Despite these nice narrative additions, the game mechanics still felt fairly disconnected from the story. Cards in the game had their own little story bits that were completely independent from the overall story (for example, the Event cards contained isolated 'horror genre tropes' as one fellow player described it). Maybe we were unlucky, but the connection between the current state of the game and the haunt we played was extremely minimal and almost immediately forgotten. Game play could not affect the haunt's story in any way more complex than having a win scenario and a lose scenario (and even those weren't all that deep or interesting).
Basically, the whole story thing ended up being underwhelming.
This really makes me wonder: are there any board games that allow players to make non-obvious choices that meaningfully affect the game's narrative, giving an interactive storytelling experience? The only example I can think of is the Dungeons and Dragons genre of role playing games, where the dungeon master acts as a storytelling engine, crafting unique narratives within the rules of the current game.
It makes me wonder whether the only way to achieve interactive storytelling with a board game is to have a storytelling engine, either human or computer. Although computer-based engines aren't nearly as good as human storytellers, I think it could be interesting to craft a game that used a mobile device to mediate a truly interactive story experience. Otherwise, without a human mediator, I'm not sure how easy it would be to take the idea of story in board games a step further.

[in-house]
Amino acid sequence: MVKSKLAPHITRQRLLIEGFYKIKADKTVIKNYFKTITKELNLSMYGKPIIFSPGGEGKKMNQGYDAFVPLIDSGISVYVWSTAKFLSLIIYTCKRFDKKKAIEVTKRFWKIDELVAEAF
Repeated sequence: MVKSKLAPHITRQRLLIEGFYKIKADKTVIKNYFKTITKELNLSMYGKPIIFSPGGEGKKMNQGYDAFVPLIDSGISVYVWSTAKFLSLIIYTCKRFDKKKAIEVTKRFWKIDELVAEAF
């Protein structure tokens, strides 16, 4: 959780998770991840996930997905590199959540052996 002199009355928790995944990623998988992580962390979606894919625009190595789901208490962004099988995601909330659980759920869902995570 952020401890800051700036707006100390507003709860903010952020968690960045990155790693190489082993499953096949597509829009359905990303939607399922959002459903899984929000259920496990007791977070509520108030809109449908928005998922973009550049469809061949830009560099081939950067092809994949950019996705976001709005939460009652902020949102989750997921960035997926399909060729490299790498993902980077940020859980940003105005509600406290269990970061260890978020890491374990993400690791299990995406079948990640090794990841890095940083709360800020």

Monday, July 18, 2011
On Friday evening, I was surprised to open my email after only a few hours and find that I had over 100 unread messages. For someone who almost always has inbox zero this was quite the anomaly! When I looked at my Twitter mentions, I figured out why.
What a pleasant surprise! I was featured in The Huffington Post's Women In Tech You Need To Follow On Twitter article.
I am listed as number twelve, but as I looked through the set of tweeters featured, I was surprised to see that I recognized very few. I couldn't help but wonder how many were actual women in tech rather than women near tech. Indeed, my fear was confirmed when the Anita Borg Institute for Women and Technology Twitter account pointed out that "@Huffposttech list seems short on practicing technologists (tho @gailcarmichael rocks!)."
The good news is that not only do we have an awesome list of technical women on Twitter (tech-women2follow), but I also noticed that you can submit new suggestions of women to include on the original article's list! You just click "Add a Slide" and then sign in using Facebook, Twitter, or one of several other options. (I didn't try it myself, so I'm not sure what's involved after that.) If you know some awesome women in tech who deserve to be on the list, please do go and suggest them. Or perhaps you can even add yourself!
In the meantime, I have to go think of some interesting things to tweet about. I feel like I have a larger audience to please now and don't want to disappoint. ;)
Thursday, July 14, 2011
Story in games. Something we seem to be trying for, but continue to struggle with. Perhaps it's even worse for educational games: we are told that narrative engages learners and helps to situate content, but it's not clear whether we need a full fledged story instead of just a little bit of fiction to accomplish our goals. Worse, get it wrong, and your audience could see through it and dismiss the whole idea since they know you have an educational agenda.